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26 Cardozo L. Rev. 691 (2004-2005)
Dress Rehearsal Politics and the Case of Earmarked Judicial Nominees

handle is hein.journals/cdozo26 and id is 707 raw text is: DRESS REHEARSAL POLITICS AND THE CASE OF
EARMARKED JUDICIAL NOMINEES
David A. Yalof
1 am concerned.., that what we have here with Judge Pickering
is a warm-up for a later confirmation battle on the Supreme Court
-Senator Arlen Specter, March 7, 2002.1
INTRODUCTION
The fires of lower court politics that raged through much of George
W. Bush's first term as President have provided considerable grist for
the commentators' mill-within these battles lie much for law
professors, social scientists, and journalists alike to consider as they
address the various themes that have characterized the modem state of
federal judicial appointments. Senator Charles Schumer's (D-N.Y.)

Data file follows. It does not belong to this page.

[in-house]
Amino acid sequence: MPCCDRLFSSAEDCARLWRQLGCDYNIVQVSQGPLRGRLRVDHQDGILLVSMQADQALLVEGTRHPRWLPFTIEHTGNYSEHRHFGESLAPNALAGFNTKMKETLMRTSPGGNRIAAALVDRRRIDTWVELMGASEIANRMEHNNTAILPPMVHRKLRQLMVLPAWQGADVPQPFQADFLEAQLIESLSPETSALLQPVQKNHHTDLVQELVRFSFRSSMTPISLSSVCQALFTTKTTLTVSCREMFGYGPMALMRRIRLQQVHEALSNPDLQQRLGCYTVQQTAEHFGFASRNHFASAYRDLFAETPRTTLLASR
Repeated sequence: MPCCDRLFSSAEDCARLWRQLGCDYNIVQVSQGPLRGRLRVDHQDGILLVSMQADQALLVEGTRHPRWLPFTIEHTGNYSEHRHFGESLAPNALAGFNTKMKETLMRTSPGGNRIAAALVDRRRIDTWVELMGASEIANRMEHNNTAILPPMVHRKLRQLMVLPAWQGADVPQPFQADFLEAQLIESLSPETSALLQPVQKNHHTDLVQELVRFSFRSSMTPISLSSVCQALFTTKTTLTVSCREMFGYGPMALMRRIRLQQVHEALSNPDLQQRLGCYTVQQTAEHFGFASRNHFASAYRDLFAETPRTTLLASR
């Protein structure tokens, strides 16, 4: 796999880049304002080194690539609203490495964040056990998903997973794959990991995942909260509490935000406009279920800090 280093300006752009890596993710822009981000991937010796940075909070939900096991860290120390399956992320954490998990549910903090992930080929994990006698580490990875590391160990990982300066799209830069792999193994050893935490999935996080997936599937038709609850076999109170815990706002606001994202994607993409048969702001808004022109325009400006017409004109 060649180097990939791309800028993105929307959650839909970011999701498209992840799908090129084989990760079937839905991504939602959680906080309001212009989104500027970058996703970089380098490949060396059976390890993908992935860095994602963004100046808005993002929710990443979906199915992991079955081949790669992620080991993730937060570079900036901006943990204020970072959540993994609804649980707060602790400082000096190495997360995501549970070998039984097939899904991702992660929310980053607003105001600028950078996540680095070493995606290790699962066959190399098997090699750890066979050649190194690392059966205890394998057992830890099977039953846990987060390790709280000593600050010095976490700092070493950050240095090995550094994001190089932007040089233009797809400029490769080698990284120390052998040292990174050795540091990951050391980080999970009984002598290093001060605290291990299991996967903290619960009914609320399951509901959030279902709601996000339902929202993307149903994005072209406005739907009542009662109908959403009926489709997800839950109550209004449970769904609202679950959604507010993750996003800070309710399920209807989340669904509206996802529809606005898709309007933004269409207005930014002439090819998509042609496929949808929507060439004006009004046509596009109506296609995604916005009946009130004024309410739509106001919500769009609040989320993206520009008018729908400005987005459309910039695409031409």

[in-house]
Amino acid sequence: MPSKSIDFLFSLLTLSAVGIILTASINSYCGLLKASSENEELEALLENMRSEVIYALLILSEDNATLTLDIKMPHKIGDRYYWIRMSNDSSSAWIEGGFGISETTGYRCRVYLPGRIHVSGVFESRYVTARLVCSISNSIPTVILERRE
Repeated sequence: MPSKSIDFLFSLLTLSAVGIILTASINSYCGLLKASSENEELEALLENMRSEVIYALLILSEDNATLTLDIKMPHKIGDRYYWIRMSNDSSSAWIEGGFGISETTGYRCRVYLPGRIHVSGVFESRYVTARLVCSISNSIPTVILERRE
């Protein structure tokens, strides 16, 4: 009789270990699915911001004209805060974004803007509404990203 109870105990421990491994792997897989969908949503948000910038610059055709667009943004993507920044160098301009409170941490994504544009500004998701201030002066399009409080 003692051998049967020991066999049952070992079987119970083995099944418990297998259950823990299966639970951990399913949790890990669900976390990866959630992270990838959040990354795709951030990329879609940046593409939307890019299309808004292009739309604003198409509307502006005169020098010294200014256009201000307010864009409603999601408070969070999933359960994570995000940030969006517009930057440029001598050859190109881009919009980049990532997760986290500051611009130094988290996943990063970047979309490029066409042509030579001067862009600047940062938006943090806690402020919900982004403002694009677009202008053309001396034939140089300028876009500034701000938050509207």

Senate Subcommittee on Administrative Oversight and the Courts held
hearings during the summer of 2001 to consider the role that ideology
should play in the selection of federal judges.2 In November of 2003,
the Senate Republicans' much ballyhooed marathon legislative session
to discuss the stagnant confirmation process produced thirty-nine hours
of rhetoric and competing statistical presentations-but little headway
in actually moving the nominations themselves forward. The Senate
Democrats' use of cloture rules to prevent votes on controversial
nominees during this past Congress has brought Senate parliamentarians
out of the woodwork-is there some historical precedent for the
minority party's refusal to allow judicial nominees to receive an up-or-
down vote on the floor of the Senate? More recently, a seemingly
obscure provision of Article 113 has provided the vehicle for President
* J.D. University of Virginia 1991; Ph.D. Johns Hopkins University 1997. Associate
Professor of Political Science, The University of Connecticut.
I Judicial Nominations: Hearings Before Sen. Comm. on Judiciary, 107th Cong. (2002)
(statement of Sen. Arlen Specter).
2 Hearings Before the Subcomm. on Admin. Oversight and the Courts, Sen. Comm. on
Judiciary, 107th Cong. (2001).
3 U.S. CONST. art II, § 2, cl. 3, states: The President shall have Power to fill up all
Vacancies that may happen during the Recess of the Senate, by granting Commissions which
shall expire at the End of their next Session.

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